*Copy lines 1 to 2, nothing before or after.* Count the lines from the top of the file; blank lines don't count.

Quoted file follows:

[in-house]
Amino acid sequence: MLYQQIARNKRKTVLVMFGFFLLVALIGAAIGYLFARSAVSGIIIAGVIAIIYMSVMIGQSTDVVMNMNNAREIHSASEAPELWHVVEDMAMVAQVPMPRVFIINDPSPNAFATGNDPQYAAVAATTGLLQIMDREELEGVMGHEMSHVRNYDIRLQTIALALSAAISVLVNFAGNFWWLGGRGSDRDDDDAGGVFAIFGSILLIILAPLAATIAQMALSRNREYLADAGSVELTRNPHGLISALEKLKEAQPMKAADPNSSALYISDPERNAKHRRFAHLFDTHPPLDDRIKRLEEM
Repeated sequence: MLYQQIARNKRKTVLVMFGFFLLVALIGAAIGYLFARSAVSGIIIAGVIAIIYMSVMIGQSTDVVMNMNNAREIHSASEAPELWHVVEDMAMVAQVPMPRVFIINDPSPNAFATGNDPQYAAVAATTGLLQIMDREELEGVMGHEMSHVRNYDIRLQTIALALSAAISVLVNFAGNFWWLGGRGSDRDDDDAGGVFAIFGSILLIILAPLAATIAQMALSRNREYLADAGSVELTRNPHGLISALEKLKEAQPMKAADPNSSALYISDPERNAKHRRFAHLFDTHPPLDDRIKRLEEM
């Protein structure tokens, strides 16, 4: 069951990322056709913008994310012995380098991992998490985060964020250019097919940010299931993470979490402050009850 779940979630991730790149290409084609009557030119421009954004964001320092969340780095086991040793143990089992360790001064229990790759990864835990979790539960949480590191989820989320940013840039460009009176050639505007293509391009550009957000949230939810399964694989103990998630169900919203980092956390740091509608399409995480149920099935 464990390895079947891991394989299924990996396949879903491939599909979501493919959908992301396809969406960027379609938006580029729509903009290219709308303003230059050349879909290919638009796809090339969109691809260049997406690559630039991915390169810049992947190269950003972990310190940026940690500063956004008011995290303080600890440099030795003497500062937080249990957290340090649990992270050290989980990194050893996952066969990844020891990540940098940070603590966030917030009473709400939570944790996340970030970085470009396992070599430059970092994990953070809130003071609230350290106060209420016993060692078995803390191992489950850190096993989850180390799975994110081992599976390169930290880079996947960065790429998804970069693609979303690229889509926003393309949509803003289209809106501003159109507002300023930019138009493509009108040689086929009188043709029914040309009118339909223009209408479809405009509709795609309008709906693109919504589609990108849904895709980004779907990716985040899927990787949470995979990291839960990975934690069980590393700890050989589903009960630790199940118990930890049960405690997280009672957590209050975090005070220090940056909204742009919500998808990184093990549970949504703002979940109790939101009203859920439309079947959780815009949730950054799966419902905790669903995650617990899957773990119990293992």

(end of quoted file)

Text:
[in-house]
Amino acid sequence: MLYQQIARNKRKTVLVMFGFFLLVALIGAAIGYLFARSAVSGIIIAGVIAIIYMSVMIGQSTDVVMNMNNAREIHSASEAPELWHVVEDMAMVAQVPMPRVFIINDPSPNAFATGNDPQYAAVAATTGLLQIMDREELEGVMGHEMSHVRNYDIRLQTIALALSAAISVLVNFAGNFWWLGGRGSDRDDDDAGGVFAIFGSILLIILAPLAATIAQMALSRNREYLADAGSVELTRNPHGLISALEKLKEAQPMKAADPNSSALYISDPERNAKHRRFAHLFDTHPPLDDRIKRLEEM